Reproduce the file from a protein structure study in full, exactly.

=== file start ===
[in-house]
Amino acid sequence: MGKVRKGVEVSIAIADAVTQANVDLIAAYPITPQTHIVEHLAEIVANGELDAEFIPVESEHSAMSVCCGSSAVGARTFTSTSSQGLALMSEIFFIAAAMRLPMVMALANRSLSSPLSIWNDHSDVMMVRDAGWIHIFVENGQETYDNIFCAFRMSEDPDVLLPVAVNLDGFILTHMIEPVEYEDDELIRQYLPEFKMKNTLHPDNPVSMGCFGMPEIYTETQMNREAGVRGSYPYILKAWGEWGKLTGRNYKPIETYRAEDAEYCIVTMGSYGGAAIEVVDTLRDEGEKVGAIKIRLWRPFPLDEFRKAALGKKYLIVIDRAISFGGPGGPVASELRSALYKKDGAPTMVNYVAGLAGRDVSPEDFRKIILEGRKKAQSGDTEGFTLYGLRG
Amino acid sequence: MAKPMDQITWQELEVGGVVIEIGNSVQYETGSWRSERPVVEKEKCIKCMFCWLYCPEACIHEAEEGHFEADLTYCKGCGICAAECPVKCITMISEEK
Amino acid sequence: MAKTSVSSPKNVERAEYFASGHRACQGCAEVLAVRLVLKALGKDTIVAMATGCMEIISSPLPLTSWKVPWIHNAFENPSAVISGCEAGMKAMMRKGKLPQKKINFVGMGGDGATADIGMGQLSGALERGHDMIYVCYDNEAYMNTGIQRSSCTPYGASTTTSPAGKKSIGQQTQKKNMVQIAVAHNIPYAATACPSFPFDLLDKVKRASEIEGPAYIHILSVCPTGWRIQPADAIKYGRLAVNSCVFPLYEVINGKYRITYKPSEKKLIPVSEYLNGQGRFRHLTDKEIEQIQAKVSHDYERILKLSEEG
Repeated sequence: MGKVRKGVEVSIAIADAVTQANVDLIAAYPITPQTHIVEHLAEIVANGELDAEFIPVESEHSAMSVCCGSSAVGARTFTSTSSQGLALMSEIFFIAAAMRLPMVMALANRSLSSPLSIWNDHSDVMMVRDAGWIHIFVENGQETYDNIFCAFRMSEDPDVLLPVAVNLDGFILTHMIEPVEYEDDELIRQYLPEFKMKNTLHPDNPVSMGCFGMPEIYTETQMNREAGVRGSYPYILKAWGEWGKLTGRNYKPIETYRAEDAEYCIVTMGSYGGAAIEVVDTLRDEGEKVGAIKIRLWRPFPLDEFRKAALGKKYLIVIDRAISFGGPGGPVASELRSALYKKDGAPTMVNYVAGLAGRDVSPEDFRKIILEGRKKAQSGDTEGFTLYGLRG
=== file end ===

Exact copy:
[in-house]
Amino acid sequence: MGKVRKGVEVSIAIADAVTQANVDLIAAYPITPQTHIVEHLAEIVANGELDAEFIPVESEHSAMSVCCGSSAVGARTFTSTSSQGLALMSEIFFIAAAMRLPMVMALANRSLSSPLSIWNDHSDVMMVRDAGWIHIFVENGQETYDNIFCAFRMSEDPDVLLPVAVNLDGFILTHMIEPVEYEDDELIRQYLPEFKMKNTLHPDNPVSMGCFGMPEIYTETQMNREAGVRGSYPYILKAWGEWGKLTGRNYKPIETYRAEDAEYCIVTMGSYGGAAIEVVDTLRDEGEKVGAIKIRLWRPFPLDEFRKAALGKKYLIVIDRAISFGGPGGPVASELRSALYKKDGAPTMVNYVAGLAGRDVSPEDFRKIILEGRKKAQSGDTEGFTLYGLRG
Amino acid sequence: MAKPMDQITWQELEVGGVVIEIGNSVQYETGSWRSERPVVEKEKCIKCMFCWLYCPEACIHEAEEGHFEADLTYCKGCGICAAECPVKCITMISEEK
Amino acid sequence: MAKTSVSSPKNVERAEYFASGHRACQGCAEVLAVRLVLKALGKDTIVAMATGCMEIISSPLPLTSWKVPWIHNAFENPSAVISGCEAGMKAMMRKGKLPQKKINFVGMGGDGATADIGMGQLSGALERGHDMIYVCYDNEAYMNTGIQRSSCTPYGASTTTSPAGKKSIGQQTQKKNMVQIAVAHNIPYAATACPSFPFDLLDKVKRASEIEGPAYIHILSVCPTGWRIQPADAIKYGRLAVNSCVFPLYEVINGKYRITYKPSEKKLIPVSEYLNGQGRFRHLTDKEIEQIQAKVSHDYERILKLSEEG
Repeated sequence: MGKVRKGVEVSIAIADAVTQANVDLIAAYPITPQTHIVEHLAEIVANGELDAEFIPVESEHSAMSVCCGSSAVGARTFTSTSSQGLALMSEIFFIAAAMRLPMVMALANRSLSSPLSIWNDHSDVMMVRDAGWIHIFVENGQETYDNIFCAFRMSEDPDVLLPVAVNLDGFILTHMIEPVEYEDDELIRQYLPEFKMKNTLHPDNPVSMGCFGMPEIYTETQMNREAGVRGSYPYILKAWGEWGKLTGRNYKPIETYRAEDAEYCIVTMGSYGGAAIEVVDTLRDEGEKVGAIKIRLWRPFPLDEFRKAALGKKYLIVIDRAISFGGPGGPVASELRSALYKKDGAPTMVNYVAGLAGRDVSPEDFRKIILEGRKKAQSGDTEGFTLYGLRG